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Gabinet Okulistyczny N&M foto galeria 1

Łódź, panorama.

Łódź fotogaleria

Łódź, panorama.

LODZ fotogaleria1. EC1 Łódź – City of Culture, a former power plant, 1/3 Targowa St.

LODZ fotogaleria1. EC1 Łódź – City of Culture, a former power plant, 1/3 Targowa St.

LODZ fotogaleria1. Transformers at EC1 Łódź – City of Culture.

LODZ fotogaleria1. EC1 Łódź – a former boiler room. The Łódź Centre of Science and Technology, 1/3 Targowa St.

LODZ fotogaleria1. EC1 Łódź – City of Culture, a former power plant, 1/3 Targowa St.

LODZ fotogaleria2. Manufaktura, entrance gates, 17 Ogrodowa St.

LODZ fotogaleria2. Manufaktura, market place, 17 Ogrodowa St.

LODZ fotogaleria2. Manufaktura, Shopping Centre, service and entertainment centre, formerly Izrael Poznański’s factory. 17 Ogrodowa St.

LODZ fotogaleria2. Art Museum in Łódź ms2, Manufaktura.

LODZ fotogaleria5. Art Museum in Łódź  ms1, formerly Maurice Poznański’s Palace, 36 Więckowski St.

LODZ fotogaleria2. Manufaktura, 17 Ogrodowa St.

LODZ fotogaleria3. The Central Museum of Textiles, formerly Louis Geyer’s White Factory, 282 Piotrkowska St.

LODZ fotogaleria4. Scheibler’s Lofts, Księży Młyn, formerly Charles Scheibler’s factory, 25 Tymieniecki St.

LODZ fotogaleria6. Charles Scheibler’s house, junction of Adam Próchnik St. & Piotrkowska St.

LODZ fotogaleria7. The St. Stanisław Kostka Parish Cathedral, 9 ks. Skorupka St., from Piotrkowska St.

LODZ fotogaleria8. Freedom Square (Plac Wolności), Kościuszko monument, in the background the Church of the Pentecost and National Archives – the former Town Hall.

LODZ fotogaleria9. The Academy of Music, formerly Charles Poznański’s palace, 32 Gdańska St.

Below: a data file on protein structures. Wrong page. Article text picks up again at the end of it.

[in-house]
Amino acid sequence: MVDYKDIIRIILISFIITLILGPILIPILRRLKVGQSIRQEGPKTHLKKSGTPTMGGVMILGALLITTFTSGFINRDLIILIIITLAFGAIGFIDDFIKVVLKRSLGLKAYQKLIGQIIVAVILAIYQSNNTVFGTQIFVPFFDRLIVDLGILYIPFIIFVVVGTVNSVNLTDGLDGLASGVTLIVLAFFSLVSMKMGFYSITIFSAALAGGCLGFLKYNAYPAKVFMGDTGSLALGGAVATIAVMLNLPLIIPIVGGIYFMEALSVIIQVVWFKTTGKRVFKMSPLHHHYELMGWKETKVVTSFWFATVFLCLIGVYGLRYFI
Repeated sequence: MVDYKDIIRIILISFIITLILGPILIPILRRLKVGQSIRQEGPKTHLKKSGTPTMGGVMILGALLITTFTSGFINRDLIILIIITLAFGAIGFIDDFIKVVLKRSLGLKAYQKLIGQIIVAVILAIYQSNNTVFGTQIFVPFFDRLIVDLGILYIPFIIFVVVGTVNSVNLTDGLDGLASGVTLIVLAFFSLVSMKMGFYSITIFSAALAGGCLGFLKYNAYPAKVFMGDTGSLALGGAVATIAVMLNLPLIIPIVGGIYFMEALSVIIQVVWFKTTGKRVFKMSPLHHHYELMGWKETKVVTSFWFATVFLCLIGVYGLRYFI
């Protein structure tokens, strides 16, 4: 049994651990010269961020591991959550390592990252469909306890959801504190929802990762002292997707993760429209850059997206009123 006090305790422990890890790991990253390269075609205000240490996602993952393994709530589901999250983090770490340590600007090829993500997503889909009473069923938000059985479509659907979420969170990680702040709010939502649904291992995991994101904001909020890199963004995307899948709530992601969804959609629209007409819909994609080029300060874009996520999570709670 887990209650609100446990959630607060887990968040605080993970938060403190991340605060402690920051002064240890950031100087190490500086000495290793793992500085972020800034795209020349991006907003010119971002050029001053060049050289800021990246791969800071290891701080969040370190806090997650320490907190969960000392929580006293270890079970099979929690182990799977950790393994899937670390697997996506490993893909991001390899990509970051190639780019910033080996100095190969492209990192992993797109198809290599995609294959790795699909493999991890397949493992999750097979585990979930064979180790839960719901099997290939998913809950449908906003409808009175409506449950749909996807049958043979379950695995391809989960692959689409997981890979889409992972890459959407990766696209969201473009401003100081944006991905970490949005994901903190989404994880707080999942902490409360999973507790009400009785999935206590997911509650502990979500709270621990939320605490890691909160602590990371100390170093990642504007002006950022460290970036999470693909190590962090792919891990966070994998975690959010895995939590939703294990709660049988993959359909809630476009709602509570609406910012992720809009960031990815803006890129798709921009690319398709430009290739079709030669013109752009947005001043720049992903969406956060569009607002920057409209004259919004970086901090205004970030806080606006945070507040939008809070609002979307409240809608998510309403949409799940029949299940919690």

LODZ fotogaleria10. St. Alexander Nevsky Orthodox Parish Cathedral, 56 Jan Kiliński St.

LODZ fotogaleria11. Poznański Palace, Museum of the City of Łódź, 15 Ogrodowa St.

LODZ fotogaleria11. Poznański Palace, interior.

LODZ fotogaleria11. Poznański Palace, interior.

LODZ fotogaleria11. Poznański Palace, interior.

LODZ fotogaleria12. Monument of the Łodź factory owners called the Kings of Polish Cotton – Izrael Poznański, Charles Scheibler and Henry Grohman, 30/32 Piotrkowska St.

LODZ fotogaleria13. Theodore Steigert’s house, 90 Piotrkowska St. In the background: John Petersilge’s ‘Guttenberg house’, 86 Piotrkowska St.

LODZ fotogaleria14. 146 Piotrkowska St.

LODZ fotogaleria15. Festiwal Kinetycznej Sztuki Światła, Light. Move. Festival.

LODZ fotogaleria15. Light. Move. Festival.

LODZ fotogaleria15. Light. Move. Festival.

LODZ fotogaleria16. Piotrkowska St.

LODZ fotogaleria16. Piotrkowska St.

LODZ fotogaleria17. The City of Łódź Council Offices, formerly Julius Heinzl’s Palace; Tuwim’s bench, 104 Piotrkowska St.

LODZ fotogaleria18. The Izrael Poznański mausoleum, Jewish Cemetery, 40 Bracka St.

LODZ fotogaleria18. The Izrael Poznański mausoleum, Jewish Cemetery, 40 Bracka St.

LODZ fotogaleria18. Jewish Cemetery, 40 Bracka St.

LODZ fotogaleria18. Jewish Cemetery, 40 Bracka St.

LODZ fotogaleria18. Jewish Cemetery, 40 Bracka St.

LODZ fotogaleria19. Sophie Biedermann’s tombstone, the Old Cemetery of the Evangelical Church of the Augsburg Confession, 43 Ogrodowa St.

LODZ fotogaleria19. Scheibler’s neo-gothic sepulchre and chapel, the Old Cemetery of the Evangelical Church of the Augsburg Confession, 43 Ogrodowa St.

LODZ fotogaleria20. Radegast train station, Museum of the Independence Traditions, 12 Victims of Litzmannstadt Ghetto Memorial Avenue.